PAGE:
Understanding The memcached Source Code — Slab I

Holmes He
Holmes He
Sep 16, 2018 · 4 min read
Photo by Brooke Lark on Unsplash

Slab allocator is the core module of the cache system, which largely determines how efficient the bottleneck resource, memory, can be utilised. The other 3 parts, namely, LRU algorithm for entry expiration; and an event driven model based on libevent; and the consistent harsh for data distribution, are built around it.

Slab I (this article)
Slab II
Slab III
Event driven I

Variants of slab allocator is implemented in other systems, such as nginx and Linux kernel, to fight an common problem called memory fragmentation. And this article will, of course, focuses on Memcached’s implementation of the algorithm.

Memcached version: 1.4.28

Firstly, let’s answer some questions.


What is a slab

What is memory fragmentation, how it occurs

On the other hand, external memory fragmentation exists across chunks, and the solution of which (keyword: buddy) belongs to another story.

The most common phenomenon where internal fragmentation causes problem is as following:

1) malloc of small objects are called a lot of times; and in the mean time;

2) free of those objects are called a lot of times.

The above process generates (a lot of) nominal “free” memory that can not be utilized, as the discrete holes of various sizes, or fragments, can not be reused by subsequent mallocs for any objects that are larger than them.

Why memory fragmentation is bad

How the problem is fixed

The detail devil is in the code, so we start reading the code.

reminder: memcached version is 1.4.28

The core data structure in use

Module initialization


In this step slab_sizes and settings.factor jointly control the routes in which sizes of each slab class are decided, they are:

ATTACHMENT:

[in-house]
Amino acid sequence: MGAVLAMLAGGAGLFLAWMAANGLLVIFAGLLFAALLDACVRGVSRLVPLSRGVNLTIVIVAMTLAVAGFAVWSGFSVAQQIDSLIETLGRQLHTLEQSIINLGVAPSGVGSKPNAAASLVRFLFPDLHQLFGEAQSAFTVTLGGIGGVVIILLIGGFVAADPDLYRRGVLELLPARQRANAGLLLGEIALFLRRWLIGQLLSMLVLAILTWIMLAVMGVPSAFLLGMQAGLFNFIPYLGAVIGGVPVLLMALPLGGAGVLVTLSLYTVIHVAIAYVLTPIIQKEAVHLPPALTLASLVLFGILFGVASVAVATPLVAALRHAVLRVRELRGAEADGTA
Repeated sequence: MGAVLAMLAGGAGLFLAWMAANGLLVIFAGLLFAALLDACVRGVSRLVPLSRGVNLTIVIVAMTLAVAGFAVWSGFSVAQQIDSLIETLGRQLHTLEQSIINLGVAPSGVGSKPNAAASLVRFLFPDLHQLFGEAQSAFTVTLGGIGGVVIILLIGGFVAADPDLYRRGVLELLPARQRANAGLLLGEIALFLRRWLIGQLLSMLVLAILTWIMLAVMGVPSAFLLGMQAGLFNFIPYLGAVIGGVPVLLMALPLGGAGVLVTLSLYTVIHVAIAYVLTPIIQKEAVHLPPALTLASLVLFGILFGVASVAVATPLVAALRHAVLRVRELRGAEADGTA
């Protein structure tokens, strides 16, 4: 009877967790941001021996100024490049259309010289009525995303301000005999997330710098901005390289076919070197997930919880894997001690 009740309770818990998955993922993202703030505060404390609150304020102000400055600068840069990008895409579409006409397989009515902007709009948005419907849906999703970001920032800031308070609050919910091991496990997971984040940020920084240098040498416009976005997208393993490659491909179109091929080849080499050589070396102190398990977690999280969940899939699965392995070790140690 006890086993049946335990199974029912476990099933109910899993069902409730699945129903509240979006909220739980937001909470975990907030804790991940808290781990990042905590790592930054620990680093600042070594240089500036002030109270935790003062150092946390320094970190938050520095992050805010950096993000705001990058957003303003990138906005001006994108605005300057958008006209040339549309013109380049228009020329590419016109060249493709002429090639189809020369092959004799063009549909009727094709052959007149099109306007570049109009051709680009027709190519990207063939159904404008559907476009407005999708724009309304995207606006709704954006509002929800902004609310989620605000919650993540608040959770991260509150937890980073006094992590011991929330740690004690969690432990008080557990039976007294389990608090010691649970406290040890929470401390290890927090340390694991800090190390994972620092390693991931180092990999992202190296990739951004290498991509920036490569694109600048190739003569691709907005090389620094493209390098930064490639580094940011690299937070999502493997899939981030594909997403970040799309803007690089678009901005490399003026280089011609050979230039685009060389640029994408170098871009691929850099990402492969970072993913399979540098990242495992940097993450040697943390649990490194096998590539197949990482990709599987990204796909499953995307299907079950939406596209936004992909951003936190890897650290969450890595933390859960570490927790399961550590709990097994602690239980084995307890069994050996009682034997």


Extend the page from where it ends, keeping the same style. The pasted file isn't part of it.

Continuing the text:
a) if slab_sizes is not NULL, the values within the array are used directly; and

b) otherwise, the sizes are calculated as base size × n × settings.factor where n is the index within slabclass.

Besides the default values, the two arguments can be set at run time as well.


The other two arguments of this method settings.maxbytes and preallocate will be discussed soon. For now we set false to preallocate and ignore the relevant logic flow.

Next we look at the slabs_init itself.


Route a

2) align the size to CHUNK_ALIGN_BYTES, and give the result to slabclass[i].size;

3) calculate the slabclass[i].perslab;

5) use the settings.item_size_max to initialize the last slab class.

Note that settings.item_size_max is the size of each slab, hence it is also the max size of items that is allocated on slabs. Likewise, the value of settings.item_size_max can be set in run time


Route b

2) align the size to CHUNK_ALIGN_BYTES, and give the result to slabclass[i].size; (same to route a)

3) calculate the slabclass[i].perslab; (same to route a)

4) calculate the size for the next slab class using factor (settings.factor);

5) use the settings.item_size_max to initialize the last slab class. (same to route a)


Originally published at holmeshe.me.

source code

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